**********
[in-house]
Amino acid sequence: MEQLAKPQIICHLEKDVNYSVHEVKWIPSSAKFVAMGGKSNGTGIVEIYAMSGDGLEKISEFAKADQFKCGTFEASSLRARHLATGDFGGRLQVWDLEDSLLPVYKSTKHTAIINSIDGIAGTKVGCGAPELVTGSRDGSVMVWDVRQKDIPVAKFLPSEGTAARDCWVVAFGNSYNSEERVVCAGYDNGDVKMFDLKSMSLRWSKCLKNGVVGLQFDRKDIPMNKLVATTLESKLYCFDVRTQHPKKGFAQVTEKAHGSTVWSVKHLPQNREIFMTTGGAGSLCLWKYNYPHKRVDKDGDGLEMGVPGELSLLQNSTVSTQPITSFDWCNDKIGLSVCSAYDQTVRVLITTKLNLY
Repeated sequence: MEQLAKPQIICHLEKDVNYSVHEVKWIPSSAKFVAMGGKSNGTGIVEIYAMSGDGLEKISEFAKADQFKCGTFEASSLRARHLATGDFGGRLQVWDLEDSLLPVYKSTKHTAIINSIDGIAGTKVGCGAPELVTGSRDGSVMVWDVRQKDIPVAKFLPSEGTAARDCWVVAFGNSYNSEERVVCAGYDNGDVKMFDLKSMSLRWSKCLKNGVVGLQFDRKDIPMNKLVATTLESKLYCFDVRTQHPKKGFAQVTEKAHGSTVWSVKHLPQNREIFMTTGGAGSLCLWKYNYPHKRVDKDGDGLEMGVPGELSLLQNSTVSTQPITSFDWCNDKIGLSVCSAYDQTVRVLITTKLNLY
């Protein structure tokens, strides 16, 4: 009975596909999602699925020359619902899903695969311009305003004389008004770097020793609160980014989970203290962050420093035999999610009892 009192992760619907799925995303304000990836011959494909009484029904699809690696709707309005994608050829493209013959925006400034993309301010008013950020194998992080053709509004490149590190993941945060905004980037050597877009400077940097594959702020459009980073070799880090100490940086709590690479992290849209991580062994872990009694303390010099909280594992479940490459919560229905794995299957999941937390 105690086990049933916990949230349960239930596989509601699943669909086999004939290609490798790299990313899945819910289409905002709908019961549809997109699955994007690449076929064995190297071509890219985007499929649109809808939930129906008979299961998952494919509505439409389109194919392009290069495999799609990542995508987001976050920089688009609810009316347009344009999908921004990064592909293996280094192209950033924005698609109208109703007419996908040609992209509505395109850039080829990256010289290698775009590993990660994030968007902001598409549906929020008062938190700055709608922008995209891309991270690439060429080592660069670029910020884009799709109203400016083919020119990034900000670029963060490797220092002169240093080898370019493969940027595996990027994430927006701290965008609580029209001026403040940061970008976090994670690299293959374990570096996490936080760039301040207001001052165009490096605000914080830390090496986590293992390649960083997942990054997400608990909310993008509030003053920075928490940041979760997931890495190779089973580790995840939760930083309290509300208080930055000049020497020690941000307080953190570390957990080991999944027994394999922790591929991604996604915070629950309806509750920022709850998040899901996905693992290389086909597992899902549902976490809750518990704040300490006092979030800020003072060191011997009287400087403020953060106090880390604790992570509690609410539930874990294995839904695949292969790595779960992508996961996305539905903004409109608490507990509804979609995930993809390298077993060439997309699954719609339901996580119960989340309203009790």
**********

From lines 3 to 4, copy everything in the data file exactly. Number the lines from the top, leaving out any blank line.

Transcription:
Repeated sequence: MEQLAKPQIICHLEKDVNYSVHEVKWIPSSAKFVAMGGKSNGTGIVEIYAMSGDGLEKISEFAKADQFKCGTFEASSLRARHLATGDFGGRLQVWDLEDSLLPVYKSTKHTAIINSIDGIAGTKVGCGAPELVTGSRDGSVMVWDVRQKDIPVAKFLPSEGTAARDCWVVAFGNSYNSEERVVCAGYDNGDVKMFDLKSMSLRWSKCLKNGVVGLQFDRKDIPMNKLVATTLESKLYCFDVRTQHPKKGFAQVTEKAHGSTVWSVKHLPQNREIFMTTGGAGSLCLWKYNYPHKRVDKDGDGLEMGVPGELSLLQNSTVSTQPITSFDWCNDKIGLSVCSAYDQTVRVLITTKLNLY
């Protein structure tokens, strides 16, 4: 009975596909999602699925020359619902899903695969311009305003004389008004770097020793609160980014989970203290962050420093035999999610009892 009192992760619907799925995303304000990836011959494909009484029904699809690696709707309005994608050829493209013959925006400034993309301010008013950020194998992080053709509004490149590190993941945060905004980037050597877009400077940097594959702020459009980073070799880090100490940086709590690479992290849209991580062994872990009694303390010099909280594992479940490459919560229905794995299957999941937390 105690086990049933916990949230349960239930596989509601699943669909086999004939290609490798790299990313899945819910289409905002709908019961549809997109699955994007690449076929064995190297071509890219985007499929649109809808939930129906008979299961998952494919509505439409389109194919392009290069495999799609990542995508987001976050920089688009609810009316347009344009999908921004990064592909293996280094192209950033924005698609109208109703007419996908040609992209509505395109850039080829990256010289290698775009590993990660994030968007902001598409549906929020008062938190700055709608922008995209891309991270690439060429080592660069670029910020884009799709109203400016083919020119990034900000670029963060490797220092002169240093080898370019493969940027595996990027994430927006701290965008609580029209001026403040940061970008976090994670690299293959374990570096996490936080760039301040207001001052165009490096605000914080830390090496986590293992390649960083997942990054997400608990909310993008509030003053920075928490940041979760997931890495190779089973580790995840939760930083309290509300208080930055000049020497020690941000307080953190570390957990080991999944027994394999922790591929991604996604915070629950309806509750920022709850998040899901996905693992290389086909597992899902549902976490809750518990704040300490006092979030800020003072060191011997009287400087403020953060106090880390604790992570509690609410539930874990294995839904695949292969790595779960992508996961996305539905903004409109608490507990509804979609995930993809390298077993060439997309699954719609339901996580119960989340309203009790």